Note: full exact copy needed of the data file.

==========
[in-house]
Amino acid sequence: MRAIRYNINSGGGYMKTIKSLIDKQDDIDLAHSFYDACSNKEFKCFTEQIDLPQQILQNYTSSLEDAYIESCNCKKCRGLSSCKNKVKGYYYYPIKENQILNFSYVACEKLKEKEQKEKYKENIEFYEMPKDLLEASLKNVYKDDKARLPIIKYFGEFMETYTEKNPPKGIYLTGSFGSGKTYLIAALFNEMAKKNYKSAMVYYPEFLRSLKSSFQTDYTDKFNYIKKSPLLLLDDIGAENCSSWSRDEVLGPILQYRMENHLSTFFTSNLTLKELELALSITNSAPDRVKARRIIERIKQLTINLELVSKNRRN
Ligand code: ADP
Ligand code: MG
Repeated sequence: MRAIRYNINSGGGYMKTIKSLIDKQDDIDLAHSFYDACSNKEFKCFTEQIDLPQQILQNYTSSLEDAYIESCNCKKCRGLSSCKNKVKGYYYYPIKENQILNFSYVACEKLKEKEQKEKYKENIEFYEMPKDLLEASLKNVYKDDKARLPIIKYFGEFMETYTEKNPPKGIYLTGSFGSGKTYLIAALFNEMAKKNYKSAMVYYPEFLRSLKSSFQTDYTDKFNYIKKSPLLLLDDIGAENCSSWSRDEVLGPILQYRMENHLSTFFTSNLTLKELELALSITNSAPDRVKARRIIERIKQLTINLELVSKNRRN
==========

[in-house]
Amino acid sequence: MRAIRYNINSGGGYMKTIKSLIDKQDDIDLAHSFYDACSNKEFKCFTEQIDLPQQILQNYTSSLEDAYIESCNCKKCRGLSSCKNKVKGYYYYPIKENQILNFSYVACEKLKEKEQKEKYKENIEFYEMPKDLLEASLKNVYKDDKARLPIIKYFGEFMETYTEKNPPKGIYLTGSFGSGKTYLIAALFNEMAKKNYKSAMVYYPEFLRSLKSSFQTDYTDKFNYIKKSPLLLLDDIGAENCSSWSRDEVLGPILQYRMENHLSTFFTSNLTLKELELALSITNSAPDRVKARRIIERIKQLTINLELVSKNRRN
Ligand code: ADP
Ligand code: MG
Repeated sequence: MRAIRYNINSGGGYMKTIKSLIDKQDDIDLAHSFYDACSNKEFKCFTEQIDLPQQILQNYTSSLEDAYIESCNCKKCRGLSSCKNKVKGYYYYPIKENQILNFSYVACEKLKEKEQKEKYKENIEFYEMPKDLLEASLKNVYKDDKARLPIIKYFGEFMETYTEKNPPKGIYLTGSFGSGKTYLIAALFNEMAKKNYKSAMVYYPEFLRSLKSSFQTDYTDKFNYIKKSPLLLLDDIGAENCSSWSRDEVLGPILQYRMENHLSTFFTSNLTLKELELALSITNSAPDRVKARRIIERIKQLTINLELVSKNRRN